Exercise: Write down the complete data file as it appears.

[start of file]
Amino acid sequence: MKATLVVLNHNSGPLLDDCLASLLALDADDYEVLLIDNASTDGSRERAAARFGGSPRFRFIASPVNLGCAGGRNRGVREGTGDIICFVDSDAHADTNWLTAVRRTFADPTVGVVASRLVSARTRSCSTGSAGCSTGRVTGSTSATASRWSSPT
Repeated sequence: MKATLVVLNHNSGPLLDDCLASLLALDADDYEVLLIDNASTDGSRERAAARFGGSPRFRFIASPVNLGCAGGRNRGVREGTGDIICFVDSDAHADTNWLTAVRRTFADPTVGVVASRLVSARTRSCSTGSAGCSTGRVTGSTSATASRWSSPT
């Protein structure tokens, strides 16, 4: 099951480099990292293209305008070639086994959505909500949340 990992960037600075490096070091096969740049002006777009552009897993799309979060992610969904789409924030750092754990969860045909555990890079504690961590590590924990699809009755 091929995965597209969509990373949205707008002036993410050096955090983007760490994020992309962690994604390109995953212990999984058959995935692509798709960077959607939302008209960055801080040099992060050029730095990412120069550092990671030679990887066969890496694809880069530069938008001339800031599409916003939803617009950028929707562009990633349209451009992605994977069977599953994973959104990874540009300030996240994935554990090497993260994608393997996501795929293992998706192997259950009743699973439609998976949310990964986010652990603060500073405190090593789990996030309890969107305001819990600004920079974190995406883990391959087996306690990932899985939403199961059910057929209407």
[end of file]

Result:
Amino acid sequence: MKATLVVLNHNSGPLLDDCLASLLALDADDYEVLLIDNASTDGSRERAAARFGGSPRFRFIASPVNLGCAGGRNRGVREGTGDIICFVDSDAHADTNWLTAVRRTFADPTVGVVASRLVSARTRSCSTGSAGCSTGRVTGSTSATASRWSSPT
Repeated sequence: MKATLVVLNHNSGPLLDDCLASLLALDADDYEVLLIDNASTDGSRERAAARFGGSPRFRFIASPVNLGCAGGRNRGVREGTGDIICFVDSDAHADTNWLTAVRRTFADPTVGVVASRLVSARTRSCSTGSAGCSTGRVTGSTSATASRWSSPT
């Protein structure tokens, strides 16, 4: 099951480099990292293209305008070639086994959505909500949340 990992960037600075490096070091096969740049002006777009552009897993799309979060992610969904789409924030750092754990969860045909555990890079504690961590590590924990699809009755 091929995965597209969509990373949205707008002036993410050096955090983007760490994020992309962690994604390109995953212990999984058959995935692509798709960077959607939302008209960055801080040099992060050029730095990412120069550092990671030679990887066969890496694809880069530069938008001339800031599409916003939803617009950028929707562009990633349209451009992605994977069977599953994973959104990874540009300030996240994935554990090497993260994608393997996501795929293992998706192997259950009743699973439609998976949310990964986010652990603060500073405190090593789990996030309890969107305001819990600004920079974190995406883990391959087996306690990932899985939403199961059910057929209407």